About the Department

Psychology is the study of human and non-human animal thought and behavior. A current assessment of the field of psychology recognizes its application within a wide variety of professions including business, education, law, physical and occupational therapy, medicine, and clinical practice. While acknowledging this breadth of application, the academic discipline of psychology remains strongly wedded to scientific investigation as the fundamental underpinning of psychology and its effective application. Thus, a solid foundation in psychology hinges on an empirically-based understanding of human and non-human animal thought, experience, and behavior. Psychology also has roots in the rational self-reflective capacities of the human mind, in the search for meaning within experience, and in a humanistic concern for others. A comprehensive understanding of the field requires research training, critical analysis of psychological theories and research, and the ethical application of scientific knowledge.

The psychology faculty and curriculum represent many of the major subdisciplines in psychology (e.g., development, clinical, cognition, learning, sensation, perception, biopsychology, personality, social, and industrial-organizational). Lower division courses geared toward majors and non-majors introduce students to psychological theories and ways of knowing within broad content areas. Within the major, students progress through a series of methods, statistics, and laboratory courses and take upper division elective courses to explore selected topics in greater depth. Seminars and independent study courses provide opportunities for students to approach contemporary issues in psychology and to develop the skills of scholarship at a more sophisticated level. Cocurricular opportunities including colloquia, internships, psychology club activities, and faculty-supervised research enhance the major for interested students.

The curriculum in the Department of Psychology meets many of the broad educational goals of the university. It provides opportunities for students to strengthen both the quantitative and verbal aspects of logical thinking and critical analysis. Students develop their written and oral communication skills, consider connections between psychology and other disciplines, and apply psychological concepts to practical problems. Topics within psychology frequently reach students at a personal level, providing the motivation for both intellectual and personal development. Thus, education in psychology helps students appreciate their role within the broader contexts of community, culture, and the world.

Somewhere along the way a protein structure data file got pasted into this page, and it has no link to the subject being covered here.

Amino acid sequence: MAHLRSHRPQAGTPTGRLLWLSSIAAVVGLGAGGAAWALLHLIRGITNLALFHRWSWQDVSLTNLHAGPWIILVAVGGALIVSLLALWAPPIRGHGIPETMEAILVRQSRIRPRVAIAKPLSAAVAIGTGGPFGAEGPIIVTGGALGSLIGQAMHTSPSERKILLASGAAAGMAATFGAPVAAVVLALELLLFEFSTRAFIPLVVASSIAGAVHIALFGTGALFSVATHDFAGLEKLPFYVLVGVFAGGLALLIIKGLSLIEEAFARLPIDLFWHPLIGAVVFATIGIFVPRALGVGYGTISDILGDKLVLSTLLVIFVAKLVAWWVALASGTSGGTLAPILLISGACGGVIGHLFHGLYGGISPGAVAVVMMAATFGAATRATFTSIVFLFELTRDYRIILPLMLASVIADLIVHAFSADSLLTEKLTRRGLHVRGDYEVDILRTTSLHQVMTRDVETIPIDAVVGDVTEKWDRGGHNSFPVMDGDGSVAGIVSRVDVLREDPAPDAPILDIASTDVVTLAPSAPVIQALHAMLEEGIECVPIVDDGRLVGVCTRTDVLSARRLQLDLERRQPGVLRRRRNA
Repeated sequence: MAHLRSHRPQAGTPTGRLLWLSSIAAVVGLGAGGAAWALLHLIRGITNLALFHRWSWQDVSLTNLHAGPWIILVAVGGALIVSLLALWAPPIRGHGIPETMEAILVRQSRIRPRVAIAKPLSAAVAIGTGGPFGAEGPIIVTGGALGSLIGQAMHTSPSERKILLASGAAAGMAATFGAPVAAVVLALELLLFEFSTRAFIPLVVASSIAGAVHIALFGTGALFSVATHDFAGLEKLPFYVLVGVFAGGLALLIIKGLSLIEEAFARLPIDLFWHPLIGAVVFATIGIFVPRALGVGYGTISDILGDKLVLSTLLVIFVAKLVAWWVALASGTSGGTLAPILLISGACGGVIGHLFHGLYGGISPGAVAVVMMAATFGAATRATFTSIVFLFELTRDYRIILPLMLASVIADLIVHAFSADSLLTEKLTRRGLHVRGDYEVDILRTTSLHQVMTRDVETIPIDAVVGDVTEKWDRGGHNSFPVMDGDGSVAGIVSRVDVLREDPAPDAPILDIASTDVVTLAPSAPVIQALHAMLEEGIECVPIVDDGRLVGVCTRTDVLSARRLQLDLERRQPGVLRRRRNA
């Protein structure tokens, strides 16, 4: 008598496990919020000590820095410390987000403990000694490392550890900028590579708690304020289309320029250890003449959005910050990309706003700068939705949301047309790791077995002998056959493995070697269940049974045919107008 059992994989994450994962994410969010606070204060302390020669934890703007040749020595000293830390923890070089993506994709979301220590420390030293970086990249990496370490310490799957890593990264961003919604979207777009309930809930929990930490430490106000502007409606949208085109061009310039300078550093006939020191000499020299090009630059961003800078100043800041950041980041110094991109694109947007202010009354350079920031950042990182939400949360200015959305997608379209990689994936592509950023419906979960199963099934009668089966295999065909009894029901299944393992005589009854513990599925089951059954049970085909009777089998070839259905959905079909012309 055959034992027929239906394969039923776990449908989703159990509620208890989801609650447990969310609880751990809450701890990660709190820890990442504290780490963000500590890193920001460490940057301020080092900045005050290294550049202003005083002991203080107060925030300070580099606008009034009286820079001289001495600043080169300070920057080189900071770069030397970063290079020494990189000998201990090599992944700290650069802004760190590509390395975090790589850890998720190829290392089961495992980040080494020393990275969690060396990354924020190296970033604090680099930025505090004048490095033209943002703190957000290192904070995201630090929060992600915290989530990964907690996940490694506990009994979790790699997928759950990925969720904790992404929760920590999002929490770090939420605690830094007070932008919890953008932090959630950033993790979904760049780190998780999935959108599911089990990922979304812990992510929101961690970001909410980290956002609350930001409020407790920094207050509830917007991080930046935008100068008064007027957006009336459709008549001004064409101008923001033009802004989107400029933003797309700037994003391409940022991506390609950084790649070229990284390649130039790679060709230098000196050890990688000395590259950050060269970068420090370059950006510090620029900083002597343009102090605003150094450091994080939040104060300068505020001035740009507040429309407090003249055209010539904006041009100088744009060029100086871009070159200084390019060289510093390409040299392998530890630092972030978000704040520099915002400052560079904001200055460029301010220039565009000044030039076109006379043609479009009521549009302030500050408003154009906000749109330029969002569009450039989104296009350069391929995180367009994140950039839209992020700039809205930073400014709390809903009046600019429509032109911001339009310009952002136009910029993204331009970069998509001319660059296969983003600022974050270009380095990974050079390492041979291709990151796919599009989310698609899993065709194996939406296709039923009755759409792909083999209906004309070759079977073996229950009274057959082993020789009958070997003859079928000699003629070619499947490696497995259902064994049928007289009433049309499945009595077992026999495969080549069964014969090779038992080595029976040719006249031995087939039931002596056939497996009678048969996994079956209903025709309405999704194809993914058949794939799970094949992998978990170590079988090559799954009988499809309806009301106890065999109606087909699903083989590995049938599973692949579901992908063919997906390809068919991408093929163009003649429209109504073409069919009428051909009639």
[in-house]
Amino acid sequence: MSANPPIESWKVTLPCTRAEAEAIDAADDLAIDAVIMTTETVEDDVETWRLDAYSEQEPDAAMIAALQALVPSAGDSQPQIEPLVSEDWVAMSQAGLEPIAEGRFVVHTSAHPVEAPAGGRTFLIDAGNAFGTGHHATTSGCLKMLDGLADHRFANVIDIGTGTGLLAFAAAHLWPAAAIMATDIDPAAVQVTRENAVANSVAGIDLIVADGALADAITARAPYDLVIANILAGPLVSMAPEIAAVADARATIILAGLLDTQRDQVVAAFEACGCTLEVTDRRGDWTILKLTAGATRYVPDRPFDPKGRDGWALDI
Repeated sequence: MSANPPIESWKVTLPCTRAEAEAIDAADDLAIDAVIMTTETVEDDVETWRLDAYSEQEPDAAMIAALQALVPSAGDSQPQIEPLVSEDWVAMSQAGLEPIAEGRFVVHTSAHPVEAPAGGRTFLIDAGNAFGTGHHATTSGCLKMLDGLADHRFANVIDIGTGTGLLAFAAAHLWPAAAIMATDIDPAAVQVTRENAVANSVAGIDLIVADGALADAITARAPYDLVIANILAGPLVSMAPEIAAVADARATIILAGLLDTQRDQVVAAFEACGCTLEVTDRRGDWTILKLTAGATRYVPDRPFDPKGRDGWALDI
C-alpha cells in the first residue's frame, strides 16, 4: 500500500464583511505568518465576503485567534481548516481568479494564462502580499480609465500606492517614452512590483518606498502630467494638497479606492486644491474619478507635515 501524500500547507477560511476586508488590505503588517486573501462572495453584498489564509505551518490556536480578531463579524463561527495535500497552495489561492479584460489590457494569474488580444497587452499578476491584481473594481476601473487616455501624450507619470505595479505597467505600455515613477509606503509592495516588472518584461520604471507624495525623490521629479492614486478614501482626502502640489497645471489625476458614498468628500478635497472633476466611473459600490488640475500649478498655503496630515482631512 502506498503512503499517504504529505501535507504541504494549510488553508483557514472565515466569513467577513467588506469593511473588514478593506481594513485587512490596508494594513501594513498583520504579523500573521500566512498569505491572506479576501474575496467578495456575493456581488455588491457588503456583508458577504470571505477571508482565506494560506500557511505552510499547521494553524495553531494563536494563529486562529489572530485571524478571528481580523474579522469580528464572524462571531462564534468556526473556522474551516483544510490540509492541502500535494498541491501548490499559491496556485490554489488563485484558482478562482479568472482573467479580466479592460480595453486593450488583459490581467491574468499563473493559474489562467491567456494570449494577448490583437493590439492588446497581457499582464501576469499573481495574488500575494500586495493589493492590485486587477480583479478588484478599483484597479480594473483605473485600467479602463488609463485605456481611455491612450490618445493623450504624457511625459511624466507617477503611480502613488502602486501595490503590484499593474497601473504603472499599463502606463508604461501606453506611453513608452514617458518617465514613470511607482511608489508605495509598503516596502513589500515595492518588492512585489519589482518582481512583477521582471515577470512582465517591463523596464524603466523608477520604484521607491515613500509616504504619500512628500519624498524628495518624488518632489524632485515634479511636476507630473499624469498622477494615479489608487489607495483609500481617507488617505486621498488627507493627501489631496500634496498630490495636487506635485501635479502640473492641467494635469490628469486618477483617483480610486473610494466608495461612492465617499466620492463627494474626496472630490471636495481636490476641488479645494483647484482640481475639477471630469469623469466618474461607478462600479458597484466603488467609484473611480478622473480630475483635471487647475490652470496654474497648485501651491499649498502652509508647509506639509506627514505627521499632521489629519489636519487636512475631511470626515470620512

Students with a major in Psychology develop

  1. both a breadth and depth in their understanding of the content of psychology, including familiarity with the major concepts, theoretical perspectives, empirical findings, and historical trends within the academic field;
  2. an ability to think scientifically, including the capacity to construct arguments, analyze and interpret data, reading and critique different forms of scientific writing, and evaluate ethical issues and scientific standards;
  3. an ability to express ideas effectively, both orally and in writing, within the discourse of the discipline;
  4. an appreciation for and understanding of multiple perspectives, including socio-cultural and individual differences, as well as interdisciplinary and sub-disciplinary connections among different ways of knowing and across basic and applied approaches to the social and natural sciences; and
  5. characteristics valuable for personal development and effective civic engagement, including the abilities to think critically, to work independently as well as collaboratively, to solve problems effectively, to act ethically, and to apply academic knowledge to real-world problems.

2020 Learning and Behavior Rat Training Champions!

For their extraordinary ability to adapt in the face of uncertainty, the 2020 Learning and Behavior Animal Training Champions trophy went to the entire PSYC311 class! Excellent work, everyone!

2019 Phi Beta Kappa Inductees from Psychology Department

Congratulations to Psychology majors Melanie Bussan, Mckenna Johnson, Julia Krantz, Marley Michals Levy, Ali O'Daffer, Crystal Poole, and Heather Rose Stegman for being inducted into Phi Beta Kappa! Pictured above are Ali O'Daffer, Marley Michals Levy, Crystal Poole, Melanie Bussan, Mckenna Johnson and Julia Krantz.

2018 Abigail I. Mattson '14 Award Winners

This award commemorates the extraordinary and inspiring achievements of Abigail I. Mattson '14, whose excellence in academic coursework, research, and applied service embodied the ideals of our field. This award is given to the top 1 or 2 graduating psychology students who exemplify her passionate interest in psychology, commitment to serving others, and overall excellence as a student. Lilly Bengtson '18 & Claire Canfield '18 were the 2018 recipients of this award.

Best Poster Award at the 2017 Murdock College Science Research Conference

Andre Zamani '19, Psychology, Neuroscience, attended the 2017 Murdock College Science Research Conference and was awarded Best Poster in the Neuroscience-Psychology-Exercise Science division. His project, "Oxytocin Affects Reaction Time But Not Appraisal of Uncanny Valley Stimuli" was selected from among more than 30 others, representing universities across Washington, Oregon, Idaho, Alaska, and Montana.